Hinterland in Transition

”CITY” AND ”NON-CITY”

Michał Smagała

As a result of decades of rapid development, infrastructure has created new systems, conquered new regions, and solved problems with solutions whose consequences are reasonably incomprehensible to us. Years of focusing primarily on ‘the city’ has subordinated the city’s surroundings to that ‘greater authority’. Yet in their very existence, urban areas were never self-contained nor self-sufficient. Their logic has always been supported and supplied by its surrounding areas. Urbanization processes were dependent on the production capacities of the hinterland, often limiting and predetermining its expansion.[1] 1 - Neil Brenner, Implosions / Explosions: Towards a Study of Planetary Urbanization (Berlin: Jovis, 2014). The confined logistics of localized productivity allowed for a clear relation, as well as division, between cities and their hinterlands.[2] 2 - Neil Brenner, Implosions / Explosions: Towards a Study of Planetary Urbanization (Berlin: Jovis, 2014). The process of industrial acceleration, along with the rapid development of infrastructure, diminished those rules and allowed for much greater distances between cities and their supply zones, while profit-oriented developments created new spatial as well as time scales which blurred the boundaries between urban territories. “What was created under the cloak of globalization, i.e., blurring the borders, strengthen the conquest of the market, and thus the conquest of the land.”[3] 3 - Yuk Hui, “For a Planetary Thinking,” E-flux Journal, no. 114 (2020). The logical division between the ‘city’ and ‘non-city’, or ‘urban’ and ‘non-urban’, has thus become ever more obsolete.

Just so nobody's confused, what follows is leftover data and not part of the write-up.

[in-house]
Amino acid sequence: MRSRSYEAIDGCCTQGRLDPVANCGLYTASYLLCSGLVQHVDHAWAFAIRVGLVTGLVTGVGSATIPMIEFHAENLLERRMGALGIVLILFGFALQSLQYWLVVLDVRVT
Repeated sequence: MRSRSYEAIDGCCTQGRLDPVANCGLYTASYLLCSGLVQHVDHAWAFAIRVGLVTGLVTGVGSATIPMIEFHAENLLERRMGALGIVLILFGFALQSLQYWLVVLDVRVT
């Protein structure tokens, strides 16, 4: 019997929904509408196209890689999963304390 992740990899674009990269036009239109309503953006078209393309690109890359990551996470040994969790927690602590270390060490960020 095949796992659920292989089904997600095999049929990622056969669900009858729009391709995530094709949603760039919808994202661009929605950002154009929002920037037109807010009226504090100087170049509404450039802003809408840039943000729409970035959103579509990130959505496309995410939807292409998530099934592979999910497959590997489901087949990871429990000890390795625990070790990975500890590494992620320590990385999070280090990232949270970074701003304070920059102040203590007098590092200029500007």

Cities and non-cities are not separate domains but are closely intertwined and mutually dependent.[4] 4 - Neil Brenner, Implosions / Explosions: Towards a Study of Planetary Urbanization (Berlin: Jovis, 2014). Operational zones of the hinterland have often been absorbed as a result of the process of urbanization, even though allocated regions remain irretrievably exploited as monothematic supply hubs. Such strong, highly dependent relations are difficult to amortize. In consequence, when infrastructure becomes obsolete, little to no societal opportunities remain for the people, additionally contributing to negative social impacts and huge ecological costs. While planetary hinterland covers nearly 70 per cent of all urban land, there is no clear approach to studying and understanding it.[4] 4 - Neil Brenner, Implosions / Explosions: Towards a Study of Planetary Urbanization (Berlin: Jovis, 2014). This raises the question to what extent these territories of hinterlands will be exploited and what will be their role after they have become obsolete? By closely examining the case of Western Macedonia, this work aims to investigate such relationships and their potential future. The region has already become a monofunctional, ecologically devastated landscape. Constantly being hollowed out socially, culturally and geologically,[4] 4 - Neil Brenner, Implosions / Explosions: Towards a Study of Planetary Urbanization (Berlin: Jovis, 2014). Western Macedonia must undergo another transformation, bringing forward the question of the future shape and role of the hinterland, the context and conditions towards which this project intends to examine.

Fig. 1. Greece’s high voltage energy grid

TheoryAnalysisDesign

TU Delft / Faculty of Architecture